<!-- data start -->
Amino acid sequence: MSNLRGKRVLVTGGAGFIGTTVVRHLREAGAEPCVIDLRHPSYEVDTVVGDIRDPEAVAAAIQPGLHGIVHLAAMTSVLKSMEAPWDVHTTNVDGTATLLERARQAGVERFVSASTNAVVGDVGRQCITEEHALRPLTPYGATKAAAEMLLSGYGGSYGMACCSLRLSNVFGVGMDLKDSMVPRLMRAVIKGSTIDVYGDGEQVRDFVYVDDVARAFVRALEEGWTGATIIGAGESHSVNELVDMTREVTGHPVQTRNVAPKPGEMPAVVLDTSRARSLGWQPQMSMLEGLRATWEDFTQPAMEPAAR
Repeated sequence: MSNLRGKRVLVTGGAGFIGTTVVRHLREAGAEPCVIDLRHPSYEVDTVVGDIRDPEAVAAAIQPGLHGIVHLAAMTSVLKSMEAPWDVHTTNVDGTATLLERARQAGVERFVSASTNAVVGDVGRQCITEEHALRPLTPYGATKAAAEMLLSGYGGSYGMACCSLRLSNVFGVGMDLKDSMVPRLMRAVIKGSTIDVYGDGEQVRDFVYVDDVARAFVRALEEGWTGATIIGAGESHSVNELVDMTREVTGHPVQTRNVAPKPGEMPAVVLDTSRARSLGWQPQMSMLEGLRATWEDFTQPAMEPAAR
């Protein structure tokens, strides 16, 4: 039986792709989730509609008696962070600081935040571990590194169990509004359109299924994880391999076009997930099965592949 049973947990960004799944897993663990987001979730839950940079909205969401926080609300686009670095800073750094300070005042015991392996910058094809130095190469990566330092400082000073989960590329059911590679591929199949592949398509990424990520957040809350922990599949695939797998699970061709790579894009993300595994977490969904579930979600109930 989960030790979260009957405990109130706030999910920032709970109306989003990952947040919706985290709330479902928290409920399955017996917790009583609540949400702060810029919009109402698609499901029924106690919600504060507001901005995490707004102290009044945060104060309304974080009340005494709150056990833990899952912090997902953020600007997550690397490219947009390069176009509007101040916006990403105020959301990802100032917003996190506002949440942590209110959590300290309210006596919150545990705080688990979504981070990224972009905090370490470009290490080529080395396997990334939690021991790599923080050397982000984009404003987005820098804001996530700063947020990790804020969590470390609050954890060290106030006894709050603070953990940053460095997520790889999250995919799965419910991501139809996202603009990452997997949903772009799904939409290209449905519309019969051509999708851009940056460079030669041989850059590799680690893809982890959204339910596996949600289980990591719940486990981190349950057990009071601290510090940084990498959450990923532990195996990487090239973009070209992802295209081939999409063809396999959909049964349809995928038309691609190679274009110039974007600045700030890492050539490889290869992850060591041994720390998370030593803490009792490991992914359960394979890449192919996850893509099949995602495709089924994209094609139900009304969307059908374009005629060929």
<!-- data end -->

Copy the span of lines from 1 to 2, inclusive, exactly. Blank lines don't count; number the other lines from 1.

Amino acid sequence: MSNLRGKRVLVTGGAGFIGTTVVRHLREAGAEPCVIDLRHPSYEVDTVVGDIRDPEAVAAAIQPGLHGIVHLAAMTSVLKSMEAPWDVHTTNVDGTATLLERARQAGVERFVSASTNAVVGDVGRQCITEEHALRPLTPYGATKAAAEMLLSGYGGSYGMACCSLRLSNVFGVGMDLKDSMVPRLMRAVIKGSTIDVYGDGEQVRDFVYVDDVARAFVRALEEGWTGATIIGAGESHSVNELVDMTREVTGHPVQTRNVAPKPGEMPAVVLDTSRARSLGWQPQMSMLEGLRATWEDFTQPAMEPAAR
Repeated sequence: MSNLRGKRVLVTGGAGFIGTTVVRHLREAGAEPCVIDLRHPSYEVDTVVGDIRDPEAVAAAIQPGLHGIVHLAAMTSVLKSMEAPWDVHTTNVDGTATLLERARQAGVERFVSASTNAVVGDVGRQCITEEHALRPLTPYGATKAAAEMLLSGYGGSYGMACCSLRLSNVFGVGMDLKDSMVPRLMRAVIKGSTIDVYGDGEQVRDFVYVDDVARAFVRALEEGWTGATIIGAGESHSVNELVDMTREVTGHPVQTRNVAPKPGEMPAVVLDTSRARSLGWQPQMSMLEGLRATWEDFTQPAMEPAAR